Vaccine is not available for

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Hint: Vaccine is the process of introducing antibodies to provide resistance to any disease. It provides two types of immunity namely, active immunity and passive immunity. Certain diseases have no vaccines at all. Out of them, some diseases are fatal while others are mild. If the disease turns out to be fatal, the patient either dies or suffers his/her entire life.

Complete answer:
Let’s discuss the options and find the correct answer.
-The two kinds of vaccine for polio are available. The first vaccine is an inactivated polio vaccine (IPV) pioneered by Dr. Jonas Salk and first made use in 1955. The second vaccine is the weakened oral polio vaccine (OPV) which was developed by Dr. Alber Sabin and its first use was made in 1961.
-DPT is a vaccine against three infectious diseases namely, Diphtheria, Pertussis and Tetanus. There are two polio vaccines used throughout the world to fight against poliomyelitis. BCG is a vaccine used to prevent tuberculosis disease. Malaria is a protozoan disease and has no vaccine yet.
-There are 4 vaccines which provide protection against diphtheria. The DTaP vaccine prevents the young children from getting infected from diphtheria, whooping cough and tetanus. The DT vaccine prevents the young children from getting infected from diphtheria and tetanus. The Tdap vaccine helps to protect preteens, teens and adults against tetanus, diphtheria and whooping cough. The Td vaccine helps to build antibodies in preteens, teens and adults against tetanus and diphtheria.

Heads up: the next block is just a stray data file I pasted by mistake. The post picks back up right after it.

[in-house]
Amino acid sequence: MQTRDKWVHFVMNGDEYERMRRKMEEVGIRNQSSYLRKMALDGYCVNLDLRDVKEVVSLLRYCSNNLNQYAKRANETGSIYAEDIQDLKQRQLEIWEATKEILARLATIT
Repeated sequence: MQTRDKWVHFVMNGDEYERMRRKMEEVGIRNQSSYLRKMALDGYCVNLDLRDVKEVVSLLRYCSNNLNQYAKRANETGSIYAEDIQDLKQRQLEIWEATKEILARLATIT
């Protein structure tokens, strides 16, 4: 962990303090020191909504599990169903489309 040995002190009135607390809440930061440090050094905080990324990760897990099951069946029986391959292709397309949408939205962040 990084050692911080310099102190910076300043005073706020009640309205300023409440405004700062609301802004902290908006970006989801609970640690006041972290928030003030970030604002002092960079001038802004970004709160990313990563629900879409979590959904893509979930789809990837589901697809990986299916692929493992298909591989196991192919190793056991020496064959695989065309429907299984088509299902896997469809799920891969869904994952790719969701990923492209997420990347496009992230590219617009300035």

-The vaccine for tuberculosis is Bacillus Calmette-Guerin (BCG) is a vaccine which is readily available for use. It provides protection against severe forms of disease including extrapulmonary disease and the most fatal TB meningitis. It also prevents leprosy.
Hence, option B: Malaria is the correct answer.

Note: There have been a lot of attempts to develop vaccines for malaria but in vain. About 20 other vaccines are under progress for malaria in the past 10 years. There is no licensed vaccine for malaria.